26 August 2022 09:29
Royal Academy of Dance advises public to check dance teacher’s qualifications after publishing revealing new research
A new survey conducted on behalf of the RAD by YouGov revealed that 89% of adults in the UK were not aware that there is currently no legal requirement for dance teachers to have a relevant dance teaching qualification to lead a dance class or a school.
Although this new research shows that a large majority of adults were not aware that there is currently no obligation for someone to have relevant qualifications in order to teach dance to the public, it did prove that this was something that was important to people when selecting a class. For example:
- 54% of adults surveyed selected ‘qualfications of a dance teacher’ as an important factor when selecting a dance class for themselves or for their child
- Parents and guardians surveyed felt even stronger about this with 56% choosing dance teaching qualifications as an important consideration and 77% stating they would want to be able to check credentials of a dance teacher, before enrolling their child or attending themselves.
- To the same end, 79% of parents and guardians surveyed stated they agreed it would be useful to have access to a service which allowed them to check a dance teacher’s credentials.
Whilst the safety of children and young people is vital, it is worth noting that whatever a student’s age, it is important that they still have access to a qualified teacher who understands how our physiology changes as we get older, and how to teach movement safely for all ages and body types - as well as keep older learners motivated.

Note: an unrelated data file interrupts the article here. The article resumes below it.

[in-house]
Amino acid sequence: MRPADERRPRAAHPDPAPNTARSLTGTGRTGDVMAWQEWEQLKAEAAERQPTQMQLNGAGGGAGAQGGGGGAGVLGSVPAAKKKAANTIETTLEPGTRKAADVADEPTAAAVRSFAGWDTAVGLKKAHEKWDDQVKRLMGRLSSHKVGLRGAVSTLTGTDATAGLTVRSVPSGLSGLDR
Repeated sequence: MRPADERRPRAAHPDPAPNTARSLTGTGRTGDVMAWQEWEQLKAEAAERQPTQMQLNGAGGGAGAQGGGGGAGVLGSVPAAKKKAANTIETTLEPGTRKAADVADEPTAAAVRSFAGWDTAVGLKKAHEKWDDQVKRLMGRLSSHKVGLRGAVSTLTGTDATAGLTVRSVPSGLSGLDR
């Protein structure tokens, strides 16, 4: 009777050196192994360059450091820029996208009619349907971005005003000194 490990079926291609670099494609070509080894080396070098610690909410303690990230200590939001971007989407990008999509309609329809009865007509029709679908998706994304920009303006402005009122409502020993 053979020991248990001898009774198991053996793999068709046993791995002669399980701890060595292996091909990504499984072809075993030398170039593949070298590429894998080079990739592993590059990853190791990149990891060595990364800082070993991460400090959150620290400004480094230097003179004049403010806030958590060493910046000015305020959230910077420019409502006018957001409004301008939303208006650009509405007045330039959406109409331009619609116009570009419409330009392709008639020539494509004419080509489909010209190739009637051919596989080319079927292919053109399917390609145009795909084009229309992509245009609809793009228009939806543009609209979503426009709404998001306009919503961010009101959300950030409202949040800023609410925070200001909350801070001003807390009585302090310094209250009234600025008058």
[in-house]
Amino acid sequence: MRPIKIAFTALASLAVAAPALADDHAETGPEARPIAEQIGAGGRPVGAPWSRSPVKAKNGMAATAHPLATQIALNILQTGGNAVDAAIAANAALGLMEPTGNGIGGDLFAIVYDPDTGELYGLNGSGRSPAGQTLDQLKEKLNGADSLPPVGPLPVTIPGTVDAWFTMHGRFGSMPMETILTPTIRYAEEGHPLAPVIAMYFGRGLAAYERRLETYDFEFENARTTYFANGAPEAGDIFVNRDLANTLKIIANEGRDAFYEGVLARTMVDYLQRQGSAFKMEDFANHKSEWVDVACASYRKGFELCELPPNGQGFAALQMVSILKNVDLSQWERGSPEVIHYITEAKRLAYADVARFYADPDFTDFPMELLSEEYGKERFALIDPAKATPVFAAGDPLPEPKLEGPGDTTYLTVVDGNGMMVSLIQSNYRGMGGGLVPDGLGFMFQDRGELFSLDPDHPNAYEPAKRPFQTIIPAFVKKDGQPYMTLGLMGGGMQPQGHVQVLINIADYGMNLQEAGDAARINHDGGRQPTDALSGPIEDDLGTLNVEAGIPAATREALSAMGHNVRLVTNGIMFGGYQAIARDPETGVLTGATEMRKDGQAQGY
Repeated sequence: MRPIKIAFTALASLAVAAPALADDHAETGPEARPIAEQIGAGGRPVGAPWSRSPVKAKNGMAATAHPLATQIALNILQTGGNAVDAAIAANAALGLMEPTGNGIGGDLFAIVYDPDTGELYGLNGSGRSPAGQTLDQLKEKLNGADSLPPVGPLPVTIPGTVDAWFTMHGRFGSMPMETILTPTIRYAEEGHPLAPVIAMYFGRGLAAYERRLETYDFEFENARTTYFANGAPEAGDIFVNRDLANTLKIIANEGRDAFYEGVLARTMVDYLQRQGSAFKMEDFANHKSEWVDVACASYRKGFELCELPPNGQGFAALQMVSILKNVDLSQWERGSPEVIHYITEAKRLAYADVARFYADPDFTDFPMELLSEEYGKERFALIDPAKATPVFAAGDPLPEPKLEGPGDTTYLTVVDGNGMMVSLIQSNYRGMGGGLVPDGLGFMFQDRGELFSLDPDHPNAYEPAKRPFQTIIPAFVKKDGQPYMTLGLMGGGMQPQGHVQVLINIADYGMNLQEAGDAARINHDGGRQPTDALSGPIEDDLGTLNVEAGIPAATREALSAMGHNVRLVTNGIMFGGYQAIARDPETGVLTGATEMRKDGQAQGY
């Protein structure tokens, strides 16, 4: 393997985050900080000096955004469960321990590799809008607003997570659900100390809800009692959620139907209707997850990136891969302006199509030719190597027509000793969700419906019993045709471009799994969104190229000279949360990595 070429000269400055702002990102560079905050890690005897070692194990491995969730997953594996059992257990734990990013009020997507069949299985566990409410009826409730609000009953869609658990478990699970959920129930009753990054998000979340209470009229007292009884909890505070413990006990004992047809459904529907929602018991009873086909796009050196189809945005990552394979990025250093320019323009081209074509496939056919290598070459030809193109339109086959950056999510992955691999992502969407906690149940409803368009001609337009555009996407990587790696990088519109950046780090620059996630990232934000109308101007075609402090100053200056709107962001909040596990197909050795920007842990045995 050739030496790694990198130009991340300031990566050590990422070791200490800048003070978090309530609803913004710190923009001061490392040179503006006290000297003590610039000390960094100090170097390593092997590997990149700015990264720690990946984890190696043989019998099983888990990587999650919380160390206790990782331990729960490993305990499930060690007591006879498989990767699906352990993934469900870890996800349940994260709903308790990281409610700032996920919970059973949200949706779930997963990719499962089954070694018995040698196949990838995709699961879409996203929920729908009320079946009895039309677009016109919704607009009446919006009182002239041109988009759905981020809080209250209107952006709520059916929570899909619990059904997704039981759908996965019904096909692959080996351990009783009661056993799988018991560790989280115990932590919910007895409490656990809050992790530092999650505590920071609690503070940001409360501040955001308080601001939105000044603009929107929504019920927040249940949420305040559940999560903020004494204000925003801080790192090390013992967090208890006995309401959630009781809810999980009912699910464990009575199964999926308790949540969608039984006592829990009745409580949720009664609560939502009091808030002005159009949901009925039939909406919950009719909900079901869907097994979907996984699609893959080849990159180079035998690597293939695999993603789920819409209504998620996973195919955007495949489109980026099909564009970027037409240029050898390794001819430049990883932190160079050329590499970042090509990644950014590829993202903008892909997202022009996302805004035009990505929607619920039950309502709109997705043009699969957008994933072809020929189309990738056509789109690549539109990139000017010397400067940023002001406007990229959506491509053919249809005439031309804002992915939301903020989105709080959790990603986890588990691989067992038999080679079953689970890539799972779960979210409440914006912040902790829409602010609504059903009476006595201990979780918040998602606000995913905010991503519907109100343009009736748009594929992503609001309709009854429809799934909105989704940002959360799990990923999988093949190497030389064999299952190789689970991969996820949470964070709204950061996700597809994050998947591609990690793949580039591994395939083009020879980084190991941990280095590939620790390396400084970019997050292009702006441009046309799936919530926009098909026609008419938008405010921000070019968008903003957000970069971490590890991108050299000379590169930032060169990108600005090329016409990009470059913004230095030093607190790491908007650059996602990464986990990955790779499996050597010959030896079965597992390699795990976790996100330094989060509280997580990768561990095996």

Following this new research, the RAD has today launched a new global Register of Teachers, where employers, prospective students, and their parents and guardians can find RAD Registered Teachers with confidence. Only teachers who hold registered teacher status are included in this register. Holding this status means the following:
- The dance teacher has met the eligibility criteria for registration. This means they have dance teaching qualifications, including university-validated courses, as well as other RAD awards or routes. These courses cover best practice pedagogy principles, as well as in-depth subject knowledge, and how to deliver dance classes which are developmentally and physically safe and appropriate.
- The dance teacher has agreed to comply with RAD’s Code of Professional Practice for teachers; this covers expected values and behaviours, and professional conduct, which is intended to encourage a welcoming and inspiring learning experience.
- The dance teacher is expected to engage in regular professional development, covering a range of topics.
- The dance teacher is expected to follow RAD’s Safeguarding Good Practice Guidelines to keep children and vulnerable adults safe.
- The dance teacher is eligible to put students forward for RAD exams, should they wish to do so.
Whether you choose an RAD teacher or not, we want to make sure you make an informed decision; download our handy checklist to help you.
RAD Chief Executive Tim Arthur commented on these new findings: “At the RAD we believe that everyone can dance - but not everyone can teach dance. Unqualified teachers devalue the whole art form because a bad experience can put people off dance for life, not to mention potentially causing injuries. Conversely, a great experience with an experienced and knowledgeable teacher, can be life changing. Unfortunately, I am not surprised to see that 89% of those surveyed didn’t know that a dance teaching qualification isn’t a legal requirement in order to teach dance. But I hope that the RAD’s new Register of Teachers will allow the public to make informed decisions when finding a dance teacher. In fact, we have also created a checklist which can be used by the public, which covers a list of questions they may wish to ask when finding any qualified dance teacher, because ultimately we want to inspire the world to dance!”